Spectral Aerosol Radiative Forcing and Efficiency of the La Palma Volcanic Plume over the Izaña Observatory

By injecting aerosols and gases into the atmosphere, volcanoes significantly affect global climate, force changes in atmospheric dynamics, and influence many distinct cycles such as hydrological, carbon, and biogeochemical cycles. However, the irregular temporal and spatial distributions of volcanic processes and their effects are still poorly characterised. The volcanic eruption on La Palma (Canary Islands, Spain), which occurred in the autumn of 2021, presented an outstanding opportunity to improve the current understanding of these natural phenomena. The special conditions at the Izaña Observatory (IZO, Tenerife) and its proximity to La Palma (∼140 km, Figure 1) make it a strategic site for the comprehensive study of the almost unperturbed volcanic plume including the climate effects.

Figure 1.- (a) Image captured by the Moderate Resolution Imaging Spectroradiometer (MODIS) sensor onboard the National Aeronautics and Space Administration (NASA)’s Terra satellite on 24 September 2021, where the locations of the Izaña Observatory (IZO), Santa Cruz Observatory (SCO) and the volcano on La Palma are indicated with red dots. (b) Image of the volcano taken from Izaña Observatory. (c) Image of the volcano on La Palma (LuzLux/AEMET). Reprinted from García et al. (2023).

In this context, this work presents the estimation of the spectral direct radiative forcing (∆F) and efficiency (∆Feff) from solar radiation measurements performed with an EKO MS-711 grating spectroradiometer at IZO during three events characterised by the presence of different types of aerosols: fresh volcanic aerosols, Saharan mineral dust, and a mixture of volcanic and Saharan dust aerosols.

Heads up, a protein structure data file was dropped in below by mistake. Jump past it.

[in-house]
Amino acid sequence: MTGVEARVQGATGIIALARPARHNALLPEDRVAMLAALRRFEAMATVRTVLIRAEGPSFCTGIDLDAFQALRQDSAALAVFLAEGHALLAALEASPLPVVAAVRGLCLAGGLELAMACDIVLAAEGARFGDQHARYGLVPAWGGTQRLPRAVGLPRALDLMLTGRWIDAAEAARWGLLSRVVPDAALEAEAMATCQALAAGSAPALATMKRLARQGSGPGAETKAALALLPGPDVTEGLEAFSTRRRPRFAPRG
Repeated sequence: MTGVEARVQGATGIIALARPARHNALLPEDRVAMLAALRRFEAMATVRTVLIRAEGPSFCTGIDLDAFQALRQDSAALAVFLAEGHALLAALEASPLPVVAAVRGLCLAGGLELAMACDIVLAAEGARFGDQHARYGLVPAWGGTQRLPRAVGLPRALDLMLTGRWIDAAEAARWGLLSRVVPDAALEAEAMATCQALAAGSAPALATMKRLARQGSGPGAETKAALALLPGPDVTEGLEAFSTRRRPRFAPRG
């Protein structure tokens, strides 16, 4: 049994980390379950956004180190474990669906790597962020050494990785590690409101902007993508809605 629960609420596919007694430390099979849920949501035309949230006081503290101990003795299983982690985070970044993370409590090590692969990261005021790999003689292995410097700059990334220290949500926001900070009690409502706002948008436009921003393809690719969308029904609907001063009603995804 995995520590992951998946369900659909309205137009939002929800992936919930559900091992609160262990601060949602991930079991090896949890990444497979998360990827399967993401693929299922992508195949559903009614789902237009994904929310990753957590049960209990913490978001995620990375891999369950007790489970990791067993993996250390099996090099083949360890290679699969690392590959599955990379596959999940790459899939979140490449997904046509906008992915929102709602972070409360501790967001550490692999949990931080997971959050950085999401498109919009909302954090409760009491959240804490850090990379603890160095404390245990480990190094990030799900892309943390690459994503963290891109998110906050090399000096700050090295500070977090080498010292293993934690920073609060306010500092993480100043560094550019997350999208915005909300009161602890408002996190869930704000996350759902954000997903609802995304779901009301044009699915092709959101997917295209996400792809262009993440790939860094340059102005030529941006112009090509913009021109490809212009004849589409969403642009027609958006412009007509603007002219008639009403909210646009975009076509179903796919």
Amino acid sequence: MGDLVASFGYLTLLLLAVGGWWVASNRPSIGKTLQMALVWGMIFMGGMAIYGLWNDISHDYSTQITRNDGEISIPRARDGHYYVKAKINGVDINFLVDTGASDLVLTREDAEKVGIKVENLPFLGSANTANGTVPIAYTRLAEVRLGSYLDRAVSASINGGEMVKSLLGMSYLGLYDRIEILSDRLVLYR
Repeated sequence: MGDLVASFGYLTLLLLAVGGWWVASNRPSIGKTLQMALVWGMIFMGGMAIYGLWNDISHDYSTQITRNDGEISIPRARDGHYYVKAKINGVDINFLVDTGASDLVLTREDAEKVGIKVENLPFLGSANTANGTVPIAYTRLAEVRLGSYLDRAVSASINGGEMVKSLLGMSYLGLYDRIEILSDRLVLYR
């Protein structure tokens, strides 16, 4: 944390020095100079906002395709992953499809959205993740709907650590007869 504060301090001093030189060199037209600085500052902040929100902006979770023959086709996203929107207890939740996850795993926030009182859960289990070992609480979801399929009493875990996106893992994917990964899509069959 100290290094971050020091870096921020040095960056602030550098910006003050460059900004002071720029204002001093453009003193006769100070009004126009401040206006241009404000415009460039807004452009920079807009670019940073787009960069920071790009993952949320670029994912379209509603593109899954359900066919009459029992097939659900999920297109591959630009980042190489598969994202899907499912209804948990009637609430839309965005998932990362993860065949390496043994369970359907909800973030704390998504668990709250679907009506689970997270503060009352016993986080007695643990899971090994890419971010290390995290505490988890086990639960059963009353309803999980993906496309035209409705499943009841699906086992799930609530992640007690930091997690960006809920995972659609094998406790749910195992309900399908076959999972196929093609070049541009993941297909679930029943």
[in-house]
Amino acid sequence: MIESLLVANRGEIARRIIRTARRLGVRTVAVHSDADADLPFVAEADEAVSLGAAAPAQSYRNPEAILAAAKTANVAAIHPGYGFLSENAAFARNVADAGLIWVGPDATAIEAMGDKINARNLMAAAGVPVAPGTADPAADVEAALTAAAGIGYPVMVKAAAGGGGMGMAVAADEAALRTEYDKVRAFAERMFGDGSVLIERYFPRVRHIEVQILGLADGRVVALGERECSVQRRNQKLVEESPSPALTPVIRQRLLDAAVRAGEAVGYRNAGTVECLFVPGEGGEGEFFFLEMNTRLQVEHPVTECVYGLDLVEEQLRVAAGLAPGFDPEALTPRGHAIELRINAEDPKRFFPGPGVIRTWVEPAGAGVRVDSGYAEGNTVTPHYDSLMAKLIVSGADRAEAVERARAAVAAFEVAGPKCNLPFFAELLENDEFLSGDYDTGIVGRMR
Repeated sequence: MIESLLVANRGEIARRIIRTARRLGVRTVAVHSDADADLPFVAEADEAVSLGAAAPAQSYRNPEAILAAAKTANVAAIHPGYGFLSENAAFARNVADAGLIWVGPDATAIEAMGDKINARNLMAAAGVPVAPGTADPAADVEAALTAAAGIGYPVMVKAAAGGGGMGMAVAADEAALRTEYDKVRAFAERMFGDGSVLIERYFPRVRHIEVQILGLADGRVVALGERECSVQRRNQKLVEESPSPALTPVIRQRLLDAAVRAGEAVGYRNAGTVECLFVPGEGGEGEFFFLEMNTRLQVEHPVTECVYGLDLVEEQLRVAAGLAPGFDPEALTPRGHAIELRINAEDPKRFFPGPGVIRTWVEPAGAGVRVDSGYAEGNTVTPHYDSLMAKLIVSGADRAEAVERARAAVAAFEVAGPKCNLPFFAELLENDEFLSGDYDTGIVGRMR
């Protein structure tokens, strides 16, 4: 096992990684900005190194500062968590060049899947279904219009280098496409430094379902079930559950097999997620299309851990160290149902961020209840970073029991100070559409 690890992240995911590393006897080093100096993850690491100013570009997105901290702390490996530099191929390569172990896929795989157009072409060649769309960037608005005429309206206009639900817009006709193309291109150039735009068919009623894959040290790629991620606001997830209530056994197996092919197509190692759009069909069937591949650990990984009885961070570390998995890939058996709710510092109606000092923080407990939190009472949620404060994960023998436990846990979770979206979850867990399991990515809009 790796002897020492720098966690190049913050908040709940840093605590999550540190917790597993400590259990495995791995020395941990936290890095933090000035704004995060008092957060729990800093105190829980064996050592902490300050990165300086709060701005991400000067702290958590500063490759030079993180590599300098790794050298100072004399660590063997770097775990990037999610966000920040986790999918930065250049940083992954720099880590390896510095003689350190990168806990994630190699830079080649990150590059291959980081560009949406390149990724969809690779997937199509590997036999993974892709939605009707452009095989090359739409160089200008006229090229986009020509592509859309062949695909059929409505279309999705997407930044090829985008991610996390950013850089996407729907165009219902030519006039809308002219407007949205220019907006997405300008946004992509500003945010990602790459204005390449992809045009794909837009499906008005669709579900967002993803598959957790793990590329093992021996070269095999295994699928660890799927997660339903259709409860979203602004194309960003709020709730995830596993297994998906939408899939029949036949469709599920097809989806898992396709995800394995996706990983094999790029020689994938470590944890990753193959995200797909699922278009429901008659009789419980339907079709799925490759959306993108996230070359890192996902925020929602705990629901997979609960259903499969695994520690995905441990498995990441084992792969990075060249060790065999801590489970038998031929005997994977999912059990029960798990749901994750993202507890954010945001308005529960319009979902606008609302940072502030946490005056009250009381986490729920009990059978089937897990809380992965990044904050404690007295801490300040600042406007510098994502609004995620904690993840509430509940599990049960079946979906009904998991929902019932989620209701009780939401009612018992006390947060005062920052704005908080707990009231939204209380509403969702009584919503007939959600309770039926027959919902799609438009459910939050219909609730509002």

Three case studies were identified using ground-based (lidar) data, satellite-based (Sentinel-5P Tropospheric Monitoring Instrument, TROPOMI) data, reanalysis data (Modern-Era Retrospective Analysis for Research and Applications, version 2, MERRA-2), and backward trajectories (Flexible Trajectories, FLEXTRA) (Figure 2), and subsequently characterised in terms of optical and micro-physical properties using ground-based sun-photometry measurements.

Despite the ∆F of the volcanic aerosols being greater than that of the dust events (associated with the larger aerosol load present), the ∆Feff was found to be lower (Figure 2).

Figure 2.- Spectral direct normal irradiance (DNI, Wm−2nm−1) (a–c), aerosol direct radiative forcing (∆F, Wm−2nm−1) (d–f), and aerosol direct radiative forcing efficiency (∆Feff, Wm−2nm−1AOD−1) (j–l), considering the AOD at each measured wavelength of the EKO (g–i), for the UV (300–400 nm), VIS (400–700 nm), and near-IR (700–1100 nm) spectral ranges at an SZA of 30˚and for the three case studies at the IZO: volcanic plume (black), dust (green), and volcanic plume + dust (red). The circles in (g–i) represent the AOD performed by CIMEL-AERONET. Reprinted from García et al. (2023).